Doing Data Extraction with Visual Basic.NET

Introduction

Extracting data from databases is not complicated at all. Any developer needs to know how to do this, as it's essentially what makes your app tick. With this article I will demonstrate how to extract any information from a database and put it in your VB.NET application.

SQL

Structured Query Language is the programming language you use to build databases, extract information from databases, and store information into databases. In an earlier article I spoke about the term database, so if you haven't read it yet, have a read here. If this is your first time hearing the term SQL, have a look here.

To extract any information form any database we need to write an SQL query. A query can be explained as a request for information, which it then presents ultimately. Now, as I have mentioned, all database information gets stored inside tables. These tables contain all the information that has been stored. We must write a query to get this information and present it to the user.

Queries

The simplest form of a query would look like:

SELECT * FROM TableName

This will give you all the data stored in that particular table. Remember now, that some tables can have millions of records inside them, so in this case, this simple query can give you all the millions of records. Usually this is not really needed. Usually there is some sort of condition involved when extracting information. A query with a condition will look like:

SELECT * FROM TableName WHERE Field = Value

A query similar to the above now has the capability to return only certain information. Let me use a bank as an example. With any bankm they deal with millions of customers. Many of these customers may have the same last names, or even the exact same names. Any customer of the bank may have more than one type of account. Now, taking all of this into consideration, a query to return all the information to a specific person may be troublesome. If conditions did not exist, this would have caused you stand in the banking queue for a very long time while the poor teller is sifting through all the information just to find the correct person with the correct information.

We can take conditions further, and write a query like the following:

SELECT * FROM TableName WHERE Field1 = Value1 AND Field2 > Value2 OR Field3 < Value3

It gets trickier now, as here we deal with more than one field's value and more than one condition. The above query can be translated into layman's terms to mean:

Select all the data from the table named TableName where Column1 is equal to Value1 AND Column2 is greater than Value2 OR Column3 is less than Value3. More information on Query Conditions can be found here.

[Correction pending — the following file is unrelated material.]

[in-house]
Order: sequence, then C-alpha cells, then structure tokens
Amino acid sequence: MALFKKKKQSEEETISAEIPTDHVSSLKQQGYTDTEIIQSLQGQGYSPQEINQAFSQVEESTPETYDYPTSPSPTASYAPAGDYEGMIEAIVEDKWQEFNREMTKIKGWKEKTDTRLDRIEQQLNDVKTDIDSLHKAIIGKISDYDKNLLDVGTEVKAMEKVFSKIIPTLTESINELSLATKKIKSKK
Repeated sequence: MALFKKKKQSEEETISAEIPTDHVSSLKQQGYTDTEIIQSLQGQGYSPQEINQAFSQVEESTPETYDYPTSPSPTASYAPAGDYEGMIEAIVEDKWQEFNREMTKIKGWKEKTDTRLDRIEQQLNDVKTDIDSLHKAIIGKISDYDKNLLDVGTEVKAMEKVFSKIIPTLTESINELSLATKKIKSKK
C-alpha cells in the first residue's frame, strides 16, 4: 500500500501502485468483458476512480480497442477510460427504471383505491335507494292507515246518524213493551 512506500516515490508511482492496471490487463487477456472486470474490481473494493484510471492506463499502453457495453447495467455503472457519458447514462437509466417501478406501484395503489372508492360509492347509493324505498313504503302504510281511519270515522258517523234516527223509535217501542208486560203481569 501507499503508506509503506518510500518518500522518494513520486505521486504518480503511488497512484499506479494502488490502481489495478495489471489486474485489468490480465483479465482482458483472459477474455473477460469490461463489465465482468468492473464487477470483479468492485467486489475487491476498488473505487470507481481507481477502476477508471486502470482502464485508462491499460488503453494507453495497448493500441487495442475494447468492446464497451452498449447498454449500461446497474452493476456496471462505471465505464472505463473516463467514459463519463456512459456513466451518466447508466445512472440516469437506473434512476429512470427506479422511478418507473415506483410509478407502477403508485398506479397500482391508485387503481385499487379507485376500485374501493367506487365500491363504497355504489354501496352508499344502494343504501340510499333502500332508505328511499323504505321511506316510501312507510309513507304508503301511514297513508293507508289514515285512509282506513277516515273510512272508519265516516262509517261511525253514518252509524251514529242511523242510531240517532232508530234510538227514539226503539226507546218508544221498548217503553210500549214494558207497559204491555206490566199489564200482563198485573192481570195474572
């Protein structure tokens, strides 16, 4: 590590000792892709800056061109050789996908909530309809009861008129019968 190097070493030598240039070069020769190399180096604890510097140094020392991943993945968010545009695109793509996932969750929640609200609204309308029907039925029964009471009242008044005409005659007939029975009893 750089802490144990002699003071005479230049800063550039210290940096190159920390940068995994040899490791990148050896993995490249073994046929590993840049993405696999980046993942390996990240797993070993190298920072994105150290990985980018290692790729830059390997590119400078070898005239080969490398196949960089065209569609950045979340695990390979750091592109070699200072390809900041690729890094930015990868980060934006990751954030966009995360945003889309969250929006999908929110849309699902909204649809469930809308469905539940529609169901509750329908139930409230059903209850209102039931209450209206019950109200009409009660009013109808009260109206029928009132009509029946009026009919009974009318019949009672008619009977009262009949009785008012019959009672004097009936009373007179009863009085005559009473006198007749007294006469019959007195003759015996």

It can get more complicated...

SELECT * FROM Table1, Table2, Table3 WHERE Table1.Field1 = Value1 AND Table2.Field2 > Value2 OR Table3.Field3 < Value3

This SQL code extracts certain data from three different tables, based on various conditions set.

LIKE QUERY

This query makes use of wildcards in order to narrow down search criteria. This is what we will work with today.

Yes, and even more complicated, a lot more! Here is an example:

USE AdventureWorks2008R2;
GO
SELECT Ord.SalesOrderID, Ord.OrderDate,
    (SELECT MAX(OrdDet.UnitPrice)
     FROM AdventureWorks.Sales.SalesOrderDetail AS OrdDet
     WHERE Ord.SalesOrderID = OrdDet.SalesOrderID) AS MaxUnitPrice
FROM AdventureWorks2008R2.Sales.SalesOrderHeader AS Ord

This is what is called a sub query. More information about sub queries can be found here

SELECT column_name(s)
FROM table1
JOIN table2
ON table1.column_name=table2.column_name;

This query creates a join between tables. More information on Joins, can be found here.

Let me not get too far ahead of myself here...

Sample Project

Now that you understand queries and how they work, let us do a practical application that interrogates the data stored in a database table. I will demonstrate the code for both Microsoft Access 2010 as well as SQL Server. You can do both, or only one, depending on your need. Open Visual Studio 2012 and start a new VB.NET Windows Forms Project.

Add two forms to your project and design them according to Figure 1 and Figure 2 below.

Form 1
Figure 1 - Form 1

Form 2
Figure 2 - Form 2

With this article I will make use of the same databases I used in the Data Controls article I did earlier. If you haven't read it yet, I suggest that you do so now.

Add the following items to the Search Field Combobox:

  • Name
  • Surname
  • StudentNumber

Connecting to an MS Access 2010 Database using the Data Controls

To connect to your SQL Database, follow these easy steps:

  1. Click on the DataGridView on your Form.
  2. A small right pointing triangle will appear.
  3. Click on it.
  4. Click on the Drop Down Arrow next to Choose Data Source.
  5. Click on Add Project Data Source. The Wizard will open.
  6. Make sure Database is selected, then click Next.
  7. Make sure Dataset is selected, then click on Next.
  8. Click on New Connection.
  9. Click on Browse next to Database name, and select your Students.accdb database.

     Access Connection
    Figure 3 - Access Connection
  10. Click OK.
  11. Select Tables, as shown in Figure 18. Give the ConnectionString a name such as StudentAccessDataSet.
  12. Click Finish.
  13. The following controls will appear inside your design window.

     Added Data access controls
    Figure 4 - Added Data access controls